Quantcast

The flu

HomeBrewTalk.com - Beer, Wine, Mead, & Cider Brewing Discussion Community.

Help Support Homebrew Talk:

finigan4710

Well-Known Member
Joined
Jan 4, 2013
Messages
55
Reaction score
0
Ii have just came down with the flu. My beer is done fermenting And ready to bottle. Should I wait till I'm better to bottle the beer or is it okay as long as I'm very clean??
 

thatshowyougetants

Well-Known Member
Joined
Dec 4, 2012
Messages
85
Reaction score
10
The flu is a virus. Unlike bacteria, viruses can't live outside a host body. Therefore I don't think the fact that you have a virus should affect your plans to work with your homebrew. You can't get your beer sick with the flu.
 

Captain Damage

Well-Known Member
Joined
Apr 22, 2008
Messages
1,230
Reaction score
85
Location
Lowell, Massachusetts
Wait. You'll be better in a week, and your beer will be fine in the meantime.
Unlike bacteria, viruses can't live outside a host body.
Sorry, n_c_n, but if this were true, finigan4710 wouldn't have got the flu in the first place. While I agree the risk of transmission via bottled beer is very small, why risk it at all? Friends and family are usually skeptical about the quality of a beginning brewer's beers as it is; if people drink his beer and start getting sick he might never live it down.

Rest up and bottle next week. (and make a mental note to get a flu shot next year)
 

RM-MN

Supporting Member
HBT Supporter
Joined
Nov 26, 2010
Messages
14,299
Reaction score
5,007
Location
Solway
Ii have just came down with the flu. My beer is done fermenting And ready to bottle. Should I wait till I'm better to bottle the beer or is it okay as long as I'm very clean??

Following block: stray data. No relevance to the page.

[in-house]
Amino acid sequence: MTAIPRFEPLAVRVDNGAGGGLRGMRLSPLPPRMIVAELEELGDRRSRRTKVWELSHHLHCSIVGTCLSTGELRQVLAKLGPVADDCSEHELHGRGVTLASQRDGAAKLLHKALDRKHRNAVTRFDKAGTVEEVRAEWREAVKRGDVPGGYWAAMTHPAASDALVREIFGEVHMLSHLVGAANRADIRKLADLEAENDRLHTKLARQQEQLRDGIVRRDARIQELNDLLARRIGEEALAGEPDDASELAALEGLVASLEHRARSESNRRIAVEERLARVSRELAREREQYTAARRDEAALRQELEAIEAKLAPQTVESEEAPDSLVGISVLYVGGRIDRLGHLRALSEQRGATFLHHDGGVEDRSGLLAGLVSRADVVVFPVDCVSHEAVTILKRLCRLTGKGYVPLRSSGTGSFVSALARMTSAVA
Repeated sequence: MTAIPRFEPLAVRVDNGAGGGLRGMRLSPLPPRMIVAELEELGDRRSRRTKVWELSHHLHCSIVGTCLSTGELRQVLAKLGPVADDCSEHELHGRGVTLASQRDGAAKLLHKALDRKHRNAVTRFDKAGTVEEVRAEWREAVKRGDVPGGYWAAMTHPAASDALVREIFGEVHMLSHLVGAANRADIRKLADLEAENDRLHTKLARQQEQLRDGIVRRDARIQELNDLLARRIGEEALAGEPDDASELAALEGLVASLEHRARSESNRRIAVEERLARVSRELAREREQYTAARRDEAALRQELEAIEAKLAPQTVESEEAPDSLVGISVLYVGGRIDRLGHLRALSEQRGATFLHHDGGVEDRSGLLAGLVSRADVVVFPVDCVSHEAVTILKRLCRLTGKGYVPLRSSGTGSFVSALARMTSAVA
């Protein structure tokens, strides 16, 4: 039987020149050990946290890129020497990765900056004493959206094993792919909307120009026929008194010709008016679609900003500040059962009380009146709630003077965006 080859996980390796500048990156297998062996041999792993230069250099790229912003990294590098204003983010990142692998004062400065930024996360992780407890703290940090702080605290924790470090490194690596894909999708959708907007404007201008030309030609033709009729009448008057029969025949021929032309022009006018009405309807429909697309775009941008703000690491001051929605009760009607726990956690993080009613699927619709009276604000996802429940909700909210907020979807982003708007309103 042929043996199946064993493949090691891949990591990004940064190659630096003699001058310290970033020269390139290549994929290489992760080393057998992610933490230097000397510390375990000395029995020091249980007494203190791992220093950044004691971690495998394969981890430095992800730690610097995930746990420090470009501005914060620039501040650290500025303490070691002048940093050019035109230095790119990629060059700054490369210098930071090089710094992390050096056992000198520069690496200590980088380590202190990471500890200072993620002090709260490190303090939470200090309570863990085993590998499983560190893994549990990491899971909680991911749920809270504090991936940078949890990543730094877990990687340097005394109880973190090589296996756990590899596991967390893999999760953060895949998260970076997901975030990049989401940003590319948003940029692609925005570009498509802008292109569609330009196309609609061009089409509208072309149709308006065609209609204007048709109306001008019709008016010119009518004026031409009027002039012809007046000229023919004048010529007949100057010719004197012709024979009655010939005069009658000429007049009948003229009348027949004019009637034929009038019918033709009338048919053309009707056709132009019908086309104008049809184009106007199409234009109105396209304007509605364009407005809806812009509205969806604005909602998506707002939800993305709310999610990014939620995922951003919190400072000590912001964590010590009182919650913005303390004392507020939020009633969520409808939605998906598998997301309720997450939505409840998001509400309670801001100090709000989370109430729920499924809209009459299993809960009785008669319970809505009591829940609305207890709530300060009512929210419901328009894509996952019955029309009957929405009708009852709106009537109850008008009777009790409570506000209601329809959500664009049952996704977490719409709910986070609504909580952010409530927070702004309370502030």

How sure are you that your beer is done fermenting? Has it been in the fermenter more than a month? There isn't much rush to bottle it any way. I've heard of people leaving their beer in the fermenter much longer than that with no problems.
 

thatshowyougetants

Well-Known Member
Joined
Dec 4, 2012
Messages
85
Reaction score
10
Captain Damage said:
Wait. You'll be better in a week, and your beer will be fine in the meantime.

Sorry, n_c_n, but if this were true, finigan4710 wouldn't have got the flu in the first place. While I agree the risk of transmission via bottled beer is very small, why risk it at all? Friends and family are usually skeptical about the quality of a beginning brewer's beers as it is; if people drink his beer and start getting sick he might never live it down.

Rest up and bottle next week. (and make a mental note to get a flu shot next year)
Ok, so the flu can survive somewhere between a couple minutes and 48 hours. It still needs a host body to survive after that. I don't think there's any concern getting the flu from a beer that's aged in the bottle a couple weeks.
 

half_whit

Well-Known Member
Joined
Jan 10, 2013
Messages
450
Reaction score
149
Location
York
I had a similar concern recently and I deferred to "Complete Joy of Homebrewing" and a fellow brewer. Both used the phrase "There are no known human pathogens that can survive in beer." Your beer is likely to kill off any of your bug that gets in it. Everyone pretty much said "just dont start hacking loogies into your bucket and you should be fine."

That said, and unless you're doing single stage, a few days extra in secondary never hurt anyone. Hope you feel better!
 

KBentley57

Well-Known Member
Joined
Jun 27, 2012
Messages
245
Reaction score
25
Location
Birmingham
The flu is virus is not alive, and can exist outside a host for a long long time. It may not get into your beer, but bottle caps? equipment? ect.. Take it easy and bottle when you're feeling great!
 

Braufessor

Supporting Member
HBT Supporter
Joined
Dec 27, 2011
Messages
4,195
Reaction score
1,816
Location
NE Iowa
If I had the flu I would not feel like bottling so it would not matter, I would just let it ride a little longer.
+1^^

I would not bottle when I was sick . . . . . because I would not feel good, and might screw things up because I felt like crap.

Whether you "get your beer sick" is really not even the main point.

Wait to bottle it because you can, and it is no big deal.
 

Grantman1

Well-Known Member
Joined
Nov 1, 2010
Messages
400
Reaction score
51
Location
Raleigh
Bottle up your Influenza Ale, and tell people to drink at their own risk. Maybe it'll be so delicious that others deem in worthy of the risk.
 
Top